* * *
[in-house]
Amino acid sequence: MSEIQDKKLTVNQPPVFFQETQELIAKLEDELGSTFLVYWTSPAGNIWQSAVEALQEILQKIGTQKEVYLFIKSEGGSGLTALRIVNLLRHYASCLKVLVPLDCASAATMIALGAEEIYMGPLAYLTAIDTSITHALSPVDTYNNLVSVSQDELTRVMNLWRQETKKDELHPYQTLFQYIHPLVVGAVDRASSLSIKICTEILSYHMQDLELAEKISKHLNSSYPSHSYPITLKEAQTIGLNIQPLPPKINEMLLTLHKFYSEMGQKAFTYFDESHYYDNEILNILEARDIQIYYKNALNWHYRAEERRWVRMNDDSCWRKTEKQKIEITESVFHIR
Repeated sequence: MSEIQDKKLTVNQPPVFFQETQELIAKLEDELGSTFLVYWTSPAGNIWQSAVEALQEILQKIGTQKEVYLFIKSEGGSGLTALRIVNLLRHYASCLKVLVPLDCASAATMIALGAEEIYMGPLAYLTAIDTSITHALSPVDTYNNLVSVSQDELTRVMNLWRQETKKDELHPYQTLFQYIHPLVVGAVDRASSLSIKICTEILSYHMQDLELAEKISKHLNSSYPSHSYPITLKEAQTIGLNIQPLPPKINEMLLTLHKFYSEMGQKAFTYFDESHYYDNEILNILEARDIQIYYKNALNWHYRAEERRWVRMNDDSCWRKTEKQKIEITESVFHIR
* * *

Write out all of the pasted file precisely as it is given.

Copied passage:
[in-house]
Amino acid sequence: MSEIQDKKLTVNQPPVFFQETQELIAKLEDELGSTFLVYWTSPAGNIWQSAVEALQEILQKIGTQKEVYLFIKSEGGSGLTALRIVNLLRHYASCLKVLVPLDCASAATMIALGAEEIYMGPLAYLTAIDTSITHALSPVDTYNNLVSVSQDELTRVMNLWRQETKKDELHPYQTLFQYIHPLVVGAVDRASSLSIKICTEILSYHMQDLELAEKISKHLNSSYPSHSYPITLKEAQTIGLNIQPLPPKINEMLLTLHKFYSEMGQKAFTYFDESHYYDNEILNILEARDIQIYYKNALNWHYRAEERRWVRMNDDSCWRKTEKQKIEITESVFHIR
Repeated sequence: MSEIQDKKLTVNQPPVFFQETQELIAKLEDELGSTFLVYWTSPAGNIWQSAVEALQEILQKIGTQKEVYLFIKSEGGSGLTALRIVNLLRHYASCLKVLVPLDCASAATMIALGAEEIYMGPLAYLTAIDTSITHALSPVDTYNNLVSVSQDELTRVMNLWRQETKKDELHPYQTLFQYIHPLVVGAVDRASSLSIKICTEILSYHMQDLELAEKISKHLNSSYPSHSYPITLKEAQTIGLNIQPLPPKINEMLLTLHKFYSEMGQKAFTYFDESHYYDNEILNILEARDIQIYYKNALNWHYRAEERRWVRMNDDSCWRKTEKQKIEITESVFHIR